Murder and Mayhem: Shakespeare in the Classroom
By Meagan Gillmore
Does the thought of teaching A Midsummer’s Night Dream give you nightmares?
This year marks the 400th anniversary of Shakespeare’s death, renewing attention on a man whom scholars treat as a demigod and students often loathe and associate with drudgery. A playwright by any other name wouldn’t inspire such strong reactions. New novels based on his plays are hitting shelves; appreciation societies are planning events. Teachers are tasked, however, with introducing youth to this foundational, cultural icon.
Even those who’ve studied Shakespeare find this challenging.
Christie deSouza spent 10 years too intimidated to introduce her Grade 6 and 7 students in Georgetown, ON, to Shakespeare—despite excelling in classes about the bard while completing an English degree. Watching a younger colleague teach his Grade 3 students Shakespeare challenged her to follow suit. She made Shakespeare a part of her class culture for more than a decade. They’d study a play each year, incorporating its themes across subjects. Students would learn about structures and stability in science, for example, by building Macbeth’s throne. At the end of the year, they’d perform the play for the school and community.
“I understand the position of a teacher taking on something as iconic as Shakespeare and (being afraid of) possibly not doing it right,” deSouza, now a teacher of the Arts in Milton, ON, says. “There’s this sense of, ‘It’s Shakespeare. If you’re not doing it right, you’ll ruin it.’”
Shakespeare is revered for his use of words. “We’re talking about a language here that engages you from the tips of your toes to the top of your head,” says Michael Kelly, artistic director of Shakespeare in Action, a Toronto theatre company that introduces Shakespeare to students across grades— even Kindergarten. “It goes through your spirit.”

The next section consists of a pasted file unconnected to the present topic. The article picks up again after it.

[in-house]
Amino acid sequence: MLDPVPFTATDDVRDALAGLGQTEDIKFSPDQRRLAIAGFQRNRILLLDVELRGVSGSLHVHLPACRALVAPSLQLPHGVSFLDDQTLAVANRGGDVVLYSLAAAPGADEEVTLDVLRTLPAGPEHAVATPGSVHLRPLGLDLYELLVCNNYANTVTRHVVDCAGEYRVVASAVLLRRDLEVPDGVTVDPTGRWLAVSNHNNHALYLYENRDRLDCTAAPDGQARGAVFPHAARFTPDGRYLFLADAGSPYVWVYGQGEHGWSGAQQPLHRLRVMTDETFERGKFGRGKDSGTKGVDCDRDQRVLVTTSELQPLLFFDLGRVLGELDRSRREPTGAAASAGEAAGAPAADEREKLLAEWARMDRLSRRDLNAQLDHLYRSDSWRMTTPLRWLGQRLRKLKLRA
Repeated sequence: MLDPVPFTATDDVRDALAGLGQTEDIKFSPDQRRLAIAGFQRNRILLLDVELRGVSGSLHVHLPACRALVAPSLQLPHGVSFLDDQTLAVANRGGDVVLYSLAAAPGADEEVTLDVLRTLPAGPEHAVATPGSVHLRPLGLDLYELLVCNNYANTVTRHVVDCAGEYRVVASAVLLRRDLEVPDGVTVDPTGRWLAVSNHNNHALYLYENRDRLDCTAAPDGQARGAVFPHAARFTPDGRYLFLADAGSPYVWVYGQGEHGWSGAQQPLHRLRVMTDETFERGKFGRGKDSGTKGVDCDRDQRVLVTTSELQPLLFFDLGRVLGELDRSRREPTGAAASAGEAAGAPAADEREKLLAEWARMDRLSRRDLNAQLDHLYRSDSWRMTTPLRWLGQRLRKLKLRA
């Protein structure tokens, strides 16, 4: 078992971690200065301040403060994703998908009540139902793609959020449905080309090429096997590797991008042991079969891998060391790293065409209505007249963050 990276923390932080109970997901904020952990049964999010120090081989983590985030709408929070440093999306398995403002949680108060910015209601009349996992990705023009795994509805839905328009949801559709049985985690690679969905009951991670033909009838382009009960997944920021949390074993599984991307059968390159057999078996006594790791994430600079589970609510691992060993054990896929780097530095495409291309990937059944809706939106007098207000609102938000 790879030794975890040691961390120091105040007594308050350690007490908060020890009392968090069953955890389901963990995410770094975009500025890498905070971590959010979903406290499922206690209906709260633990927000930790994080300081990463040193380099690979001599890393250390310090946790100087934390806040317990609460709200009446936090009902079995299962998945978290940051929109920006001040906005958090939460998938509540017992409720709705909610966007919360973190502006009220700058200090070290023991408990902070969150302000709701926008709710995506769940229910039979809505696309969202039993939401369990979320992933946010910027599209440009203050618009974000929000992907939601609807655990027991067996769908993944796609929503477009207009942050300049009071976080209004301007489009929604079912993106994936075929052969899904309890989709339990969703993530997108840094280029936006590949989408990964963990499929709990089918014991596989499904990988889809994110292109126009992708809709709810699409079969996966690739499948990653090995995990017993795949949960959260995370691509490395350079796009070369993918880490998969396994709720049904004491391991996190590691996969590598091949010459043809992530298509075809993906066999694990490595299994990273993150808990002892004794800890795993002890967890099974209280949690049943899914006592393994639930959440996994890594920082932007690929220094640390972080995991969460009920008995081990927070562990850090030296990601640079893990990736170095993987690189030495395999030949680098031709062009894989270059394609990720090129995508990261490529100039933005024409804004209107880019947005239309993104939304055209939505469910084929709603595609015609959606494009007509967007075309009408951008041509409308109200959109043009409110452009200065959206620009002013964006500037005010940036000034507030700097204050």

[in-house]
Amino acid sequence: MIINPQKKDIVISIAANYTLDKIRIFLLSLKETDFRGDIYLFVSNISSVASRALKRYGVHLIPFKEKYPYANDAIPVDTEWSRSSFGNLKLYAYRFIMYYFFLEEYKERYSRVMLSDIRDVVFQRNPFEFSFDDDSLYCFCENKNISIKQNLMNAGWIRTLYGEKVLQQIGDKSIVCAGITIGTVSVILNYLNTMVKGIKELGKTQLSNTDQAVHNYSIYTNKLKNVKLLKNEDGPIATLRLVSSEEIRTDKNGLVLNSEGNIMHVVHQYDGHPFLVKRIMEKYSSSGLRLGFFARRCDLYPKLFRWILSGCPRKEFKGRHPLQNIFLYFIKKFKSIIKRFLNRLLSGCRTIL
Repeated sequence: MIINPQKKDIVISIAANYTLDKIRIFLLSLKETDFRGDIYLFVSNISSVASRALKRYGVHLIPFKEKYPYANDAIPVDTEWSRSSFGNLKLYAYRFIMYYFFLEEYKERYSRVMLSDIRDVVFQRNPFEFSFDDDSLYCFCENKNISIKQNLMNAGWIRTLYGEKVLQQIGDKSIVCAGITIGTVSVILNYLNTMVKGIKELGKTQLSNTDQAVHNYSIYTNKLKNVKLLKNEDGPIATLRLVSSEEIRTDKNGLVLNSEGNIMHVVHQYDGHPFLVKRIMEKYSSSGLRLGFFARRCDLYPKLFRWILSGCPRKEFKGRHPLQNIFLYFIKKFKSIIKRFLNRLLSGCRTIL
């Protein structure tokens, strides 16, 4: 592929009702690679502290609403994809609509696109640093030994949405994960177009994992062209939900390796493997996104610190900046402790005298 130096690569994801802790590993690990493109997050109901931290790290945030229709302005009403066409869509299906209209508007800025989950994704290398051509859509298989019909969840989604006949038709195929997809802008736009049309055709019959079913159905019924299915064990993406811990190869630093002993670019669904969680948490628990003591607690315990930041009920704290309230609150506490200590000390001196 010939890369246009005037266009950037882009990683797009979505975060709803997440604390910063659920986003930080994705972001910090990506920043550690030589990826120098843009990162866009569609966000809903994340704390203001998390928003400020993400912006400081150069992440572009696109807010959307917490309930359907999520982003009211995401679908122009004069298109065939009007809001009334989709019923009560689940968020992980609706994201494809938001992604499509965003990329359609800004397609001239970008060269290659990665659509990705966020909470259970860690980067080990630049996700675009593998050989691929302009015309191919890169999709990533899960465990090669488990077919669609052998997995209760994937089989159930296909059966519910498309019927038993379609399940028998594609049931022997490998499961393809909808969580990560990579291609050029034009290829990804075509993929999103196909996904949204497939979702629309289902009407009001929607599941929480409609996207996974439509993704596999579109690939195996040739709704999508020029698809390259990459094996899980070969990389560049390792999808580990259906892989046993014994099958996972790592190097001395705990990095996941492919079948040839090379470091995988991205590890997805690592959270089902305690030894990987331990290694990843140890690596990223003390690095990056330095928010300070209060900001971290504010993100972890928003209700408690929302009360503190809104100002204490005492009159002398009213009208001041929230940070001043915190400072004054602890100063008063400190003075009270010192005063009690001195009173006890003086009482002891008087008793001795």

It also creates barriers. Fear can keep students from understanding the metaphors that make Shakespeare famous. People don’t use “thee” and “thou,” let alone speak in iambic pentameter.
Students understand more than they think they do, says Kelly. Their problem is getting used to Shakespeare’s sentence structure and poetic devices. After students read a passage, he asks how it made them feel and how they think the character feels, using the text to support their ideas. Students then read the passage again, but this time with emotion—the same emotion of the character. Kelly then asks them how many of the words they didn’t understand. A speech of a hundred or so words may only include a handful they don’t know, he says.
Teachers can make Shakespeare understandable without replacing the language with modern speech. Quality editions are important, with footnotes to explain confusing words and provide context. Students shouldn’t read Shakespeare alone at home, but teachers don’t need to analyze every word either. deSouza would edit the plays, removing passages not crucial to the plot, or shorten longer speeches, like the “To be or not to be” soliloquy from Hamlet.
This also works for older students. Linda Beaven, a former high school English and drama teacher in Summerland, BC, never assigned entire plays for students to read. She focused on “juicy parts” with action or crucial character development. She didn’t shy away from teaching difficult passages; students feel accomplished when they’ve worked hard to understand Shakespeare, she says. But the “purpose is not to turn kids off. It’s to turn kids on.”